As the baby boomer population ages and more individuals look to downsize, these individuals need to determine what to do with furnishings and possessions accumulated over the years. While their former four-bedroom home in the suburbs had space suitable for storing items, space is at a premium in their new urban residence, a trendy mid-town condo. Consequently, it is not possible to accommodate all of the boxes storing comic books, photo albums and seasonal items in their new condominium unit.

Faced with this conundrum, many condominium residents are purchasing on-site storage locker units in their condominium building or renting off-site storage lockers. This practice, although not a new phenomenon, recently attracted media coverage. As opposed to renting an off-site storage locker, purchasing an on-site storage locker has the advantages of enabling condo dwellers to keep additional possessions on-site despite downsizing and provides an opportunity to own an additional asset (if the locker is an actual unit and not an exclusive use common element area) that could potentially be sold for a profit (subject to provisions in the condominium's declaration which may limit to whom a locker unit can be transferred).

Despite the benefits of on-site storage lockers, it is critical to remember that storage locker use is governed by the Condominium Act, 1998 (the “Act”), the registered declaration and by-laws, and any rules passed by the condominium's Board of Directors. In particular, 

  • Section 117 of the Act provides: “No person shall permit a condition to exist or carry on an activity in a unit or in the common elements if the condition or the activity is likely to damage the property or cause injury to an individual.”
  • Declarations commonly prohibit using a unit in a manner that may result in the cancellation (or threat of cancellation) of the condominium corporation’s insurance policies, or that may significantly increase any insurance premiums.

Lockers packed with an excessive amount of storage items, especially if the stored items are combustible materials like newspapers and comic books, are potential fire hazards. There is no exact science as to what is excessive and poses a danger and what is allowable, but there are trained professionals including the fire department and Fire Code experts that can get involved if necessary.  Generally speaking, the storage locker should be tidy with a clear access path and not filled to the brim. If management or the Board reasonably deems a storage locker to be dangerous, it is important for unit owners to work with management to quickly resolve the matter. In light of the tragic fire at 200 Wellesley that was exacerbated due to a unit owner’s hoarding, condominium boards should be well aware of the dangers attributable to hoarding and the possible impact it can have on insurance premiums. Consequently, management and condominium boards are obligated to ensure that unit owners maintain storage lockers in a relatively neat and orderly fashion to avoid any fire safety and insurance coverage concerns.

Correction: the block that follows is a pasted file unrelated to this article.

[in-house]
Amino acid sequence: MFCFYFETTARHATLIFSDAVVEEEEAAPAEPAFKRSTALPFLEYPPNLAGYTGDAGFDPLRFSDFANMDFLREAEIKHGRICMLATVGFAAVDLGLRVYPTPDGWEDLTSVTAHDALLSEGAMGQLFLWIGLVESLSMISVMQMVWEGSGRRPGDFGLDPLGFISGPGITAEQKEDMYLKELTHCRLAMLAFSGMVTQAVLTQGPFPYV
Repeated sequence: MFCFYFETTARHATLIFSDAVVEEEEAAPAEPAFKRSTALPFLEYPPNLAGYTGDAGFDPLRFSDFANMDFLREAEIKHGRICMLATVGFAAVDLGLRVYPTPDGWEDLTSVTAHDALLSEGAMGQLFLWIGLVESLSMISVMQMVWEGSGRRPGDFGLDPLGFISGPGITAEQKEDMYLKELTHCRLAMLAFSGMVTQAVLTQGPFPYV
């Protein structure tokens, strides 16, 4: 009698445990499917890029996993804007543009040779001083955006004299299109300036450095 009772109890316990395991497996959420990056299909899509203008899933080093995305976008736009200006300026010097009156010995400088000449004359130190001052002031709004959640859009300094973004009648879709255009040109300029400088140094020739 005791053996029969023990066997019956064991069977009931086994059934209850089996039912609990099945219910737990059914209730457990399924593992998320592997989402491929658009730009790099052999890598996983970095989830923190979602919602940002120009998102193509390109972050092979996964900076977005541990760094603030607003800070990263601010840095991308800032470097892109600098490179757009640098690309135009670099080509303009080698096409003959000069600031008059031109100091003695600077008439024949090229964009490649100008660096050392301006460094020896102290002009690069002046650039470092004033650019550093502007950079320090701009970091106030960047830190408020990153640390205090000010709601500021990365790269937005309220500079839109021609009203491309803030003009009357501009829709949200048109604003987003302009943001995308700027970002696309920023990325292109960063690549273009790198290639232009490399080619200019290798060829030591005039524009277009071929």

With these points in mind, prior to downsizing, it is recommended that potential purchasers get a good feel for their unit’s dimensions and the on-site storage lockers in order to help determine what possessions will be moving to the residential unit.  If the remaining possessions cannot be safely stored at the on-site storage locker(s), it is advisable to investigate nearby off-site locker rentals, hold a garage sale or inundate family and friends with possessions no longer needed.

Thanks to David Fleming who supplied the locker photo (click here to view)